Arizona Republic from Phoenix, Arizona on September 16, 1995 · Page 1
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Arizona Republic from Phoenix, Arizona · Page 1

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Phoenix, Arizona
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Saturday, September 16, 1995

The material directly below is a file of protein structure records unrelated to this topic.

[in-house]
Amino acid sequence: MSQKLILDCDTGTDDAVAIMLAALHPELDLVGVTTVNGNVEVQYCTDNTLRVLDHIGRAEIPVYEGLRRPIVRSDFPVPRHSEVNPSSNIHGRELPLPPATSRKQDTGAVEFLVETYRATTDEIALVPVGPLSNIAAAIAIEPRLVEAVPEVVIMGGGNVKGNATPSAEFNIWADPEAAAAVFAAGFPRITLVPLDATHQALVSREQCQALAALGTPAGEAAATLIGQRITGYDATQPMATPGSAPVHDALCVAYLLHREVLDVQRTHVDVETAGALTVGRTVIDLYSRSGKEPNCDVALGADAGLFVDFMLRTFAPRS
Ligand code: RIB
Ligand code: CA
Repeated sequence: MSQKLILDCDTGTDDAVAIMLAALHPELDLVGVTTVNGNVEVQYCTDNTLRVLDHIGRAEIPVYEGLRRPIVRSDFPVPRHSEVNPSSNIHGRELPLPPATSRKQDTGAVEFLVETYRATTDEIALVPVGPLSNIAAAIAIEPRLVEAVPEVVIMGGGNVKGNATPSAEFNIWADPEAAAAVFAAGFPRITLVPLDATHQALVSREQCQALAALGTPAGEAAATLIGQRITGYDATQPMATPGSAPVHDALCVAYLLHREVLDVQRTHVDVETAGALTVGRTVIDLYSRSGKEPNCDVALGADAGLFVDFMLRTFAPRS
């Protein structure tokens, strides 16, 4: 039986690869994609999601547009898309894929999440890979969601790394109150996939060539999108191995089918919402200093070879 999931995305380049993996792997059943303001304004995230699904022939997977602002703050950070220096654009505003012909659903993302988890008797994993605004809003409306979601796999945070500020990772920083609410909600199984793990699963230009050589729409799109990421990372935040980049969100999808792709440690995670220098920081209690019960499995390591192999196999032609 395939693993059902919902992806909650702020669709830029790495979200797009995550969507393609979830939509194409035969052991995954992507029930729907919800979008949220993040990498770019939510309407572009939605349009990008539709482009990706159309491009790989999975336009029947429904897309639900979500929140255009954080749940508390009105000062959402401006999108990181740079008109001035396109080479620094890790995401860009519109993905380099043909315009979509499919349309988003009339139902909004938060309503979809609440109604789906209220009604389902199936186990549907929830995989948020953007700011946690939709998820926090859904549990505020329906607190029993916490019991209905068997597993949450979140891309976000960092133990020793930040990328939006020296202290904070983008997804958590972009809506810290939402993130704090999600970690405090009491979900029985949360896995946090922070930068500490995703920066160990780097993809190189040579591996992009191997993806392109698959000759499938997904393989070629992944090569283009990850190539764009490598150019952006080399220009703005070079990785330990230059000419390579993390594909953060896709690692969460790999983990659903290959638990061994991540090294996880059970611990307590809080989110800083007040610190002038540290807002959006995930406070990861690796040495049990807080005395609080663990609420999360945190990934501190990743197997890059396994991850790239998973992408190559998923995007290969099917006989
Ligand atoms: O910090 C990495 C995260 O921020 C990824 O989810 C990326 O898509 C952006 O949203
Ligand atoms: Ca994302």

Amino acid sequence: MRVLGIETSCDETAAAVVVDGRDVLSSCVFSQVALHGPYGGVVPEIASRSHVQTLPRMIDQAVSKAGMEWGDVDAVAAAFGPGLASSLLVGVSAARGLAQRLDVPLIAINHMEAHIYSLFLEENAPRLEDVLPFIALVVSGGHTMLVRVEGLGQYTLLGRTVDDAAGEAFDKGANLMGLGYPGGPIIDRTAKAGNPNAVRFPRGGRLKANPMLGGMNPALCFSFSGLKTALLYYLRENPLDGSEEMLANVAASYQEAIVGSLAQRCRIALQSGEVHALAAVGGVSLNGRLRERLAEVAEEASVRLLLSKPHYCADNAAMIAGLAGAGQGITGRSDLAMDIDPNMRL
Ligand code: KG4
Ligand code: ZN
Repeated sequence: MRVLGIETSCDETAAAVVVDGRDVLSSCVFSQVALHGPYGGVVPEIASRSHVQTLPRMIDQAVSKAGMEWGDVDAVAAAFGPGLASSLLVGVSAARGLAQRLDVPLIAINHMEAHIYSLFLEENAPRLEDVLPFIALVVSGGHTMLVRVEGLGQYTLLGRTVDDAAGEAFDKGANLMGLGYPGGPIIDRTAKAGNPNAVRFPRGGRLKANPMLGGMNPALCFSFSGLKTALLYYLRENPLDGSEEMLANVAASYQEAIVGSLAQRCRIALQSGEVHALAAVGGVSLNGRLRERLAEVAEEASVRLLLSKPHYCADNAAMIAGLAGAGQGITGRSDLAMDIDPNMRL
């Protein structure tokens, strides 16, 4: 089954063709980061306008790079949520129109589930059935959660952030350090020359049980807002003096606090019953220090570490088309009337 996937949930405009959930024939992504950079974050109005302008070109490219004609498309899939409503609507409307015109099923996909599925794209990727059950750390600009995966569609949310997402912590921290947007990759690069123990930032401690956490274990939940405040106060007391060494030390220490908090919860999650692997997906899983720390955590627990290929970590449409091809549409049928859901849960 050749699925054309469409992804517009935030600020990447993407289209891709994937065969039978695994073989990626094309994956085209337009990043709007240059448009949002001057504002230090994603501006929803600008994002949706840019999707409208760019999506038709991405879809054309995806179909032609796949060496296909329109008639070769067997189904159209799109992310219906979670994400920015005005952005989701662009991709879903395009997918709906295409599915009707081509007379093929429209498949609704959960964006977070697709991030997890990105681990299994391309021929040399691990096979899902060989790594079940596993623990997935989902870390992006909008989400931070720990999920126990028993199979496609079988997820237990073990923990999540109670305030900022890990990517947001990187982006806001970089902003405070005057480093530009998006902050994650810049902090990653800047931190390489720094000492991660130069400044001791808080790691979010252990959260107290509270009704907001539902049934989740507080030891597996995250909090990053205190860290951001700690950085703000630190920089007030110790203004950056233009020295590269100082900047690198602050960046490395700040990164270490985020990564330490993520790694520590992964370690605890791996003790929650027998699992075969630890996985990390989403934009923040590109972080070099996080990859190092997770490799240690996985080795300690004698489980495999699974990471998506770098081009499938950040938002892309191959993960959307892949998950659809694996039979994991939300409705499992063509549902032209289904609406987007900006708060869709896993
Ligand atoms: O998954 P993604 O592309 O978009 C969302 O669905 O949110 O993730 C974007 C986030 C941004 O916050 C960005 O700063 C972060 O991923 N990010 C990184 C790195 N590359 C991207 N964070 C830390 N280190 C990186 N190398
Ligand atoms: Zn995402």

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Chance of . showers HIGH 97 LOW 78 Page B8 Tips for f The mystique fighting - ? 1 of stocks that ,1 . . 1 It 5)1 ; JZ L ' i -i in rni-niiiniiini hi What's next after lockout? Expanded coverage Final Edition r Ammma Eepumjc Copyright 1995, The Arizona Republic 50; Saturday, September 16, 1995 Phoenix, Arizona 106th year, No. 121 Jeanne Tovrea , The widow of livestock heir Ed Tovrea was gunned down April 1, 1988, in what was described as a possible burglary of her posh home in Phoenix. TOVREA: From waitress to socialite. A27 Ahwatukee man held in '88 Tovrea slaying Suspect was questioned just after shooting By Brent Whiting and Jim Walsh Staff writers An arrest was announced Friday in the murder of Phoenix socialite Jeanne Tovrea, whose slaying had stumped authorities for more than seven years. James Cornel Harrod, 42, an Ahwatukee man who was questioned shortly after Tovrea's slaying in 1988, was arrested Thursday and charged with first-degree murder and burglary. Harrod, known by his neighbors as "Butch," was described by them as a macho man with a penchant for telling tall tales of his war exploits that would leave his listeners scratching their heads. Harrod, described in divorce papers as a "consultant," is being held without bail in a Maricopa County jail. On Friday, he declined media requests for a jailhouse interview. The criminal charges, which were filed Thursday in an east Phoenix Justice Court, accuse Harrod of carrying out the slaying "either alone or with one or more other persons." See ARREST, page A26 . ...... v t ' t ' AH & ; James Cornel Harrod Has been charged with first-degree murder and burglary. Just passing through '' t-4 tt ' ' I """V -Tn-rWIfST' Shaun ZimmermanJefferson City News and Tribune It's a good news-bad news kind of thing for Eula Hutchison. Unfortunately, she has a pretty big hole in her Jefferson City, Mo., garage after driving her car forward instead of backing out. Luckily, though, the car stopped halfway out Thursday, and Hutchison wasn't hurt. "I thought I was a goner," the 89-year-old said after being extricated from the car. "And I would have been, but when it hit the wall, it (the car) died." FBI role in Weaver trial is faulted By Marcy Gordon The Associated Press WASHINGTON The former federal prosecutor who brought murder charges against white separatist Randy Weaver told senators Friday that the FBI refused to cooperate with him and may have contributed to Weaver's acquittal. The sharp criticism from Maurice Ellsworth, the former U.S. attorney for Idaho, came after two deputy U.S. marshals involved in a 1992 shootout at Ruby Ridge, Idaho, testified that they believe that Weaver accidentally shot and killed his own son, though Weaver says he never fired his gun. Also killed in that shootout was Deputy U.S. Marshal William Degan. Weaver's wife was killed by an FBI sniper the next day. Ellsworth's office prosecuted Weaver and family friend Kevin Harris in 1993 on charges of murdering Degan. They were acquitted. From the outset of the case, Ellsworth testified, "There was a total lack of cooperation from the FBI." "We never had . . . complete access to all the files in this case," he told the See FBI ROLE, page A8 Freedom fiesta V, V, . ; . v, P V v 4 . V J 'A. -'ty i V 'I" it 1 V A Mona ReederStaff photographer Members of Ballet Folklorico Toteohthi perform at a Grito, or Cry of Independence, that traditionally is celebrated on the eve of Mexico's Independence Day. The dancers were performing Friday at the Phoenix City Hall Atrium. Mexican-Americans this weekend are marking Mexico's 1821 independence from Spain with fiestas throughout the Valley. In Mexico, however, the holiday has been tempered by an economic crisis. Related story, A23. Study links pre-term births to work stress By Paul Recer The Associated Press WASHINGTON Job stress, noise, long periods of standing and work weeks of more than 40 hours all steeply increase the risk oi pregnant women giving birth to premature babies, a study finds. Researchers examined the pregnancy outcomes for 1,470 nurses and found that those who worked around roaring machines, stood for hours while caring for patients or who worked unusually long and irregular schedules were 70 to 80 percent more likely to deliver premature, underweight babies. For women who had a history of premature births, the risk increased by 10 times, said Dr. Timothy R.B. Johnson, chairman of obstetrics and gynecology at the University of Michigan in Ann Arbor and senior author of the study. He said women who have had a previous preterm delivery "should seriously consider whether they want to work at all." A report on the study was published Friday in the American Journal of Obstetrics and Gynecology. The study compared the pregnancies of nurses who worked at sitting jobs in relatively quiet , surroundings with nurses who worked in jobs with high levels of standing, lifting, stress and noise. Johnson said nurses were used in the study See WORK STRESS, page A26 MM' I V: . t V i--' '.-'if. VI r , " . . r "V .1"! (--' 1 Landmark manifesto for women is passed Greg Baker The Associated Press Gertrude Mongella (right center) of the World Congress on Women embraces a friend in Beijing. "March on," she urged conferees Friday. U.N. paper raises hopes around globe Republic Wire Services BEIJING The tiring debates and late-night negotiations over, delegates from 189 countries approved a landmark manifesto on women Friday, a document that stirred an unprecedented amount of protest, but also raises hopes for half the world's population. The 149-page document passed at the U.N. Fourth World Congress on Women goes far beyond any previous global pronouncements on women, affirming their right to decide everything regarding their sexuality. In its broadest interpretation, this would range from such issues as date rape in the United States to forced abortions in China. For the first time in a U.N. document, the work of women and men has been given equal value, while countries have pledged, if only vaguely, to come up with money to pay for programs for women. Delegates hugged and wept as the gathering adjourned. The two-week conference of 5,000 delegates created a sense of solidarity about the need to better See MANIFESTO, page A25 Inside Serbs move weapons threatening Sarajevo See Page A 18; Thatcher is gripped by fear after murder Officer: Perpetrator 'couldn't be human' By Mark Shaffer Staff Writer THATCHER This Mormon farming community has always been the kind of place where porch lights have been left on and doors left unlocked for kinfolk. But now, those lights are left on all night out of fear. And that's the least of the security measures taken by many women in the aftermath of the most vicious crime since settlers came here to cultivate the Gila River Valley in the 1880s. In the wee hours of July 9, Mary Ann Holmes, 29, a single mother of two small daughters, was killed in the bedroom of her pioneer adobe-style home in a quiet area of large pecan and cottonwood trees on Church Street. For the record, Thatcher police said Holmes died of "trauma to the head from several chopping-like blows by a large knife or hatchet." Then, other details began to surface, neighbors said. Holmes' nude body had been bound. She also had been sexually mutilated. Police won't comment on the rumors, but Thatcher police Sgt. Gary Cleland said, "Whoever did this couldn't be human." In the two months since the crime, a virtual paralysis has gripped women of See THATCHER, page A22 Astrology ' F6 Az Home AH1 Bridge E6 Business Dl Chuckle A2 Classified CL1 Comics D9, CL39 Dear Abby L6 Dr. Gott E6 Editorial B6 Life El Obituaries CL42 Prayer A 2 Puzzles E6 Religion . E4 Sports CI Television E7, 8 Weather B8 Wheels CL1 - i o ' "jT iif i'i fO DAILY t-. npiiiiiiiiiii.m.i .n.i.iti.- (